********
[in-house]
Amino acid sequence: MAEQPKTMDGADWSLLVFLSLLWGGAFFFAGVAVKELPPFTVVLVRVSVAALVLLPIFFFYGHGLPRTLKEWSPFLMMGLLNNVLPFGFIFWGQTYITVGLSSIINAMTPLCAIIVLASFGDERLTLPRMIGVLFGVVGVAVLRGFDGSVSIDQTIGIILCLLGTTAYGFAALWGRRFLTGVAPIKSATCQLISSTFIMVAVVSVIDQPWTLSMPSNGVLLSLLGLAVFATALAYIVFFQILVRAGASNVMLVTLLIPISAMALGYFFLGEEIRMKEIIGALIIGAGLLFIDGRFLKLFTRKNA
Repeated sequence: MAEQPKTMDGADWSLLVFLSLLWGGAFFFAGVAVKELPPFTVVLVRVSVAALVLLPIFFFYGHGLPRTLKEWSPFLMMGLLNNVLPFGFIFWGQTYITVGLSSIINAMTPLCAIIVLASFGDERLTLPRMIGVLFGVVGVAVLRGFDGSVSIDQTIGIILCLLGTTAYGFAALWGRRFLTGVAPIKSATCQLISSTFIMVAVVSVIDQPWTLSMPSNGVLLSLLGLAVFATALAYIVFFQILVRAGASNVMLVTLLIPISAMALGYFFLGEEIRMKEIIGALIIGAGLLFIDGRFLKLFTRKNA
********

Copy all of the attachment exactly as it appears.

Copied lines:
[in-house]
Amino acid sequence: MAEQPKTMDGADWSLLVFLSLLWGGAFFFAGVAVKELPPFTVVLVRVSVAALVLLPIFFFYGHGLPRTLKEWSPFLMMGLLNNVLPFGFIFWGQTYITVGLSSIINAMTPLCAIIVLASFGDERLTLPRMIGVLFGVVGVAVLRGFDGSVSIDQTIGIILCLLGTTAYGFAALWGRRFLTGVAPIKSATCQLISSTFIMVAVVSVIDQPWTLSMPSNGVLLSLLGLAVFATALAYIVFFQILVRAGASNVMLVTLLIPISAMALGYFFLGEEIRMKEIIGALIIGAGLLFIDGRFLKLFTRKNA
Repeated sequence: MAEQPKTMDGADWSLLVFLSLLWGGAFFFAGVAVKELPPFTVVLVRVSVAALVLLPIFFFYGHGLPRTLKEWSPFLMMGLLNNVLPFGFIFWGQTYITVGLSSIINAMTPLCAIIVLASFGDERLTLPRMIGVLFGVVGVAVLRGFDGSVSIDQTIGIILCLLGTTAYGFAALWGRRFLTGVAPIKSATCQLISSTFIMVAVVSVIDQPWTLSMPSNGVLLSLLGLAVFATALAYIVFFQILVRAGASNVMLVTLLIPISAMALGYFFLGEEIRMKEIIGALIIGAGLLFIDGRFLKLFTRKNA